Nonresidential building starts were down sharply over the month of September, falling 24% to $177.4 billion. There was little good news in the detail: institutional starts fell 8%, manufacturing starts were 48% lower, and commercial starts dropped 36%. Only two building types posted a gain in September – retail and public buildings.

The two largest nonresidential building projects to break ground in September were the $330 million second phase of the Iceberg Towers in Burbank CA and the $330 million East Market Mixed-Use complex in Philadelphia PA. These projects were followed by the $296 million first phase of the Moffitt Cancer Center Hospital in Tampa FL.

Year-to-date through nine months, total nonresidential building starts were down 26%. Commercial starts declined 27%, while institutional starts were 18% lower. Manufacturing starts dropped a painful 56% compared to the first nine months of 2019. For the 12 months ending September 2020 total nonresidential building starts slid 19%. Institutional building starts were 16% lower, commercial starts down 19% and manufacturing starts plummeted 30% in the 12 months ending September 2020.

Residential building starts lost 21% in September, falling to a seasonally adjusted annual rate of $314.0 billion. Single family starts dropped 6% in the month as multifamily starts tumbled 54%.

The two largest multifamily structures to break ground in September were the $130 million AJ Railyards Mixed Use building in Sacramento CA and the $130 million Sage Valley Apartments in West Valley City UT. The $125 million Avenir Mixed Use building in Jersey City was the next largest project to break ground.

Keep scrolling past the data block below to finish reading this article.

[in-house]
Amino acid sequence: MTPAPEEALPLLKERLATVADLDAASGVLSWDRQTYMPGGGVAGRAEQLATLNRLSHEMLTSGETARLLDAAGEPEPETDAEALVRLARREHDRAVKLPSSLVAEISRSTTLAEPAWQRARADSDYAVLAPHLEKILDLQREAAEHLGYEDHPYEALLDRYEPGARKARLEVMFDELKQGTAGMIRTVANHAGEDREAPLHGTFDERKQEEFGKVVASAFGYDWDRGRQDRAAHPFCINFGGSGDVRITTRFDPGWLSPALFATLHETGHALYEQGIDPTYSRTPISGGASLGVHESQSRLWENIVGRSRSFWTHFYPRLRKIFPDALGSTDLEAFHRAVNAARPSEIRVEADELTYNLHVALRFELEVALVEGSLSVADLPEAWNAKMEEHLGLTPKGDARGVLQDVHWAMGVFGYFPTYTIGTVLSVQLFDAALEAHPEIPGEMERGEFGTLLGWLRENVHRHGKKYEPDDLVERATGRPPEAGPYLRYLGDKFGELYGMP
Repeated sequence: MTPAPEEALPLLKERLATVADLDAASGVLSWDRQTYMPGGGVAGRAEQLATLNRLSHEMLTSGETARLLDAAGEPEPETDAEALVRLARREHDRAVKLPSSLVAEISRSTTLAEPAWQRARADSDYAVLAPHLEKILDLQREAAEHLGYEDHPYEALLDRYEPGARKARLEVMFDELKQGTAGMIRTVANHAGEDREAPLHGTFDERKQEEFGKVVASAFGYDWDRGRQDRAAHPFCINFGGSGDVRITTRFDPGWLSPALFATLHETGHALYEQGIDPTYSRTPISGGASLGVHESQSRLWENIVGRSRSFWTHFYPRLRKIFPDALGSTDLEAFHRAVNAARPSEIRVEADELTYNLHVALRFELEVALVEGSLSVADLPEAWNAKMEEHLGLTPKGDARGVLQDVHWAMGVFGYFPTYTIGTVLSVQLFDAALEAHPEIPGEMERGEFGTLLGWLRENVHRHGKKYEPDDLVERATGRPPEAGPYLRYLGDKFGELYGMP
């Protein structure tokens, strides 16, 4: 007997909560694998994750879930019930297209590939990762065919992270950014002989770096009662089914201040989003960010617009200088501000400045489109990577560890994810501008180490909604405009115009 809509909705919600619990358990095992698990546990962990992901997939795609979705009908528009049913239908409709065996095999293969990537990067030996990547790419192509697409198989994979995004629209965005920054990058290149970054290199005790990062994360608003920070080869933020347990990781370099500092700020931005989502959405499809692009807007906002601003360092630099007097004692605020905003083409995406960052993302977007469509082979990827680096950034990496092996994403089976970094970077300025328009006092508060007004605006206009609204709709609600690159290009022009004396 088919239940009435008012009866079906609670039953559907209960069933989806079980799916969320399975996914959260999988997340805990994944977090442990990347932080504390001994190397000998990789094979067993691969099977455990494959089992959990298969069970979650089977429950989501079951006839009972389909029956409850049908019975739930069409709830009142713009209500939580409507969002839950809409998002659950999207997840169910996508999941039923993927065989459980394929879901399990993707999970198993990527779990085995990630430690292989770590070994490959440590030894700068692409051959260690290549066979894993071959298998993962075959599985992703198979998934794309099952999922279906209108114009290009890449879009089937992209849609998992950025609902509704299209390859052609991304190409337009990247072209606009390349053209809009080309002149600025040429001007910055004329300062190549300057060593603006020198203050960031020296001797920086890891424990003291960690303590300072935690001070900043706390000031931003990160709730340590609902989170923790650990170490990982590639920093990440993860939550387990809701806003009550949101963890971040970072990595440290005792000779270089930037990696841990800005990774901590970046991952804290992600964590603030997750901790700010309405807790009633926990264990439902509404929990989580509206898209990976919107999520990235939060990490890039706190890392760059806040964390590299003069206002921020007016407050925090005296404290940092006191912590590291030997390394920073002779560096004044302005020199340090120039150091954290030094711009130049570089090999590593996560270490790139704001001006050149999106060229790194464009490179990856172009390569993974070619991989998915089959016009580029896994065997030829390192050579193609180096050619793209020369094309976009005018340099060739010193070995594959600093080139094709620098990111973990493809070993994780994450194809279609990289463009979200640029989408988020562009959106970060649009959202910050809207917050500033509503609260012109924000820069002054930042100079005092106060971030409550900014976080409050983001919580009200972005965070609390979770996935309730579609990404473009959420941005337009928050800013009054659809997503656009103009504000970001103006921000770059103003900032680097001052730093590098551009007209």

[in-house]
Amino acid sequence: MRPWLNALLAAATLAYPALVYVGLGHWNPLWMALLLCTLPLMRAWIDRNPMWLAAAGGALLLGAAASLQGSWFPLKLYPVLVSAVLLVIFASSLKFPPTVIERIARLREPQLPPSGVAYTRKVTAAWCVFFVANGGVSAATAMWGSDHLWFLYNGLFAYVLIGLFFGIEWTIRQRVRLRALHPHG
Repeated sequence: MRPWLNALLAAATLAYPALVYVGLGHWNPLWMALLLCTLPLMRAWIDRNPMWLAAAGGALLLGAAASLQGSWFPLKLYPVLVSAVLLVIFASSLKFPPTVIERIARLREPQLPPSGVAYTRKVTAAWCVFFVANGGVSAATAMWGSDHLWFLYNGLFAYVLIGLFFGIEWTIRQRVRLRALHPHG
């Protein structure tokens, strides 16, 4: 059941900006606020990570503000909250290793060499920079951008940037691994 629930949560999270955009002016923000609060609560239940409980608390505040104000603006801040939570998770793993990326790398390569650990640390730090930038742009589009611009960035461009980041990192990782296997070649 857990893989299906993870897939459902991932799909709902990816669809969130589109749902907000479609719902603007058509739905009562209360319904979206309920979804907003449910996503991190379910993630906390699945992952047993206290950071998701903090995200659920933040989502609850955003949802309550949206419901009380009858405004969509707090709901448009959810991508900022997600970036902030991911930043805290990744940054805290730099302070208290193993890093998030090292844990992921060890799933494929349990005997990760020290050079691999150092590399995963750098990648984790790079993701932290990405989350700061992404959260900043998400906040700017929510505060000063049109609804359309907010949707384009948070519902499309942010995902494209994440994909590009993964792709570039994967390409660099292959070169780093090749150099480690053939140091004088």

Through the first nine months of 2020, residential construction starts were 1% higher than in the same period of 2019. Single family starts were up 6%, but multifamily starts were down 12%. For the 12 months ending in September, total residential starts were 4% higher compared to the 12 months ending September 2019. Single family starts were up 7%, while multifamily starts were down 5%.

About Dodge Data & Analytics: Dodge Data & Analytics is North America’s leading provider of commercial construction project data, market forecasting & analytics services and workflow integration solutions for the construction industry. Building product manufacturers, architects, engineers, contractors, and service providers leverage Dodge to identify and pursue unseen growth opportunities that help them grow their business. On a local, regional or national level, Dodge empowers its customers to better understand their markets, uncover key relationships, size growth opportunities, and pursue specific sales opportunities with success. The company’s construction project information is the most comprehensive and verified in the industry. Dodge is leveraging its more than 125-year-old legacy of continuous innovation to help the industry meet the building challenges of the future. Learn more at www.construction.com.